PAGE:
People fought with rocks, firebombs and sticks in large-scale clashes that marked the worst violence of a deepening crisis over the disputed constitution.
The country's Health Ministry said 126 people were wounded in the fights, that were still raging hours after nightfall.
Three of Morsi's aides have resigned in protest of his handling of the crisis. This is in addition to two aides who had quit earlier. Now, five of his panel of 17 advisers have left their posts since the problem began.
A leading opposition advocate of reform and democracy said Morsi's rule was no different from that of former President Hosni Mubarak, whose authoritarian regime was toppled in an uprising nearly two years ago.
The opposition is demanding that Morsi take back the decrees giving him nearly unrestricted powers and shelve a disputed draft constitution that the president's Islamist allies passed last week in a rush.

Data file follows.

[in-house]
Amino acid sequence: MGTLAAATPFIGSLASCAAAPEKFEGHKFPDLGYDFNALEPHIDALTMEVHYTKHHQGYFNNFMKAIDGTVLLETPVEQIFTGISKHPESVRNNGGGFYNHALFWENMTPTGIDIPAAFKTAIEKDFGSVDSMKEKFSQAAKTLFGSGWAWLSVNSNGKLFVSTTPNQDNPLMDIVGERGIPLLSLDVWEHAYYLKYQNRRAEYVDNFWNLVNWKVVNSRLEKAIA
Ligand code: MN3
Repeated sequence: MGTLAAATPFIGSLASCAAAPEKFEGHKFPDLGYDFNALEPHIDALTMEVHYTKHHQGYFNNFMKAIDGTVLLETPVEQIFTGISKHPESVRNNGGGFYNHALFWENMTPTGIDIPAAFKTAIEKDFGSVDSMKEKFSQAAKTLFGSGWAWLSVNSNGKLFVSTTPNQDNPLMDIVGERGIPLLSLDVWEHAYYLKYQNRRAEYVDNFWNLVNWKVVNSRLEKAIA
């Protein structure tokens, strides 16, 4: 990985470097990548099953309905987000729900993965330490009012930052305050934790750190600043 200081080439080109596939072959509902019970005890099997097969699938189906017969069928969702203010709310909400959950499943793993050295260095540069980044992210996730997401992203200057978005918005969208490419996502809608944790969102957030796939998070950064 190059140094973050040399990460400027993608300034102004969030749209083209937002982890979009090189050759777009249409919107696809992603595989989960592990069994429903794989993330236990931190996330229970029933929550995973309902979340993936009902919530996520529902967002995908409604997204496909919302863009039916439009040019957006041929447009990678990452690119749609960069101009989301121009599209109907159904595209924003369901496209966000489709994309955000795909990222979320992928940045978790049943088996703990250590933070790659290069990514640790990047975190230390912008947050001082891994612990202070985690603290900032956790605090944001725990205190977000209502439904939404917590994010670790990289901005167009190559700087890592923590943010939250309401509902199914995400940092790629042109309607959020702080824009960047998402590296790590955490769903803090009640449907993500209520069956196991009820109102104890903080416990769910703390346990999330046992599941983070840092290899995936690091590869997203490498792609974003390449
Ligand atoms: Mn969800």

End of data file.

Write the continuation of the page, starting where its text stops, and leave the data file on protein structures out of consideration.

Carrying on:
The violence from the dueling sides is part of a political crisis that has divided Egypt into two camps: Islamists versus an opposition made up of youth groups, liberal parties and large sectors of the public. Both sides are refusing to give in, signaling a prolonged standoff.
The latest clashes started when thousands of Islamist Morsi supporters descended on the area around the palace where nearly 300 of his opponents were having a sit-in. The Islamists chased the protesters away from their base outside the palace's main gate and tore down their tents.
The protesters scattered to side streets, where they chanted anti-Morsi slogans. After a lull in fighting, hundreds of Morsi opponents arrived at the scene and began throwing firebombs at the president's backers, who responded with rocks.
By nightfall, there were about 10,000 Islamists outside the palace. Some of them appeared to plan staging their own sit-in.
Tuesday, at least 100,000 opposition supporters rallied outside the palace, and smaller protests were staged by the opposition elsewhere in Cairo and across much of Egypt. It was the latest of a series of mass protests against the president.
Morsi supporters have been calling on the opposition to enter a dialogue with the Islamist leader. But the opposition says a dialogue is useless unless the president first rescinds his decrees and shelves the draft charter.
The Associated Press contributed to this report.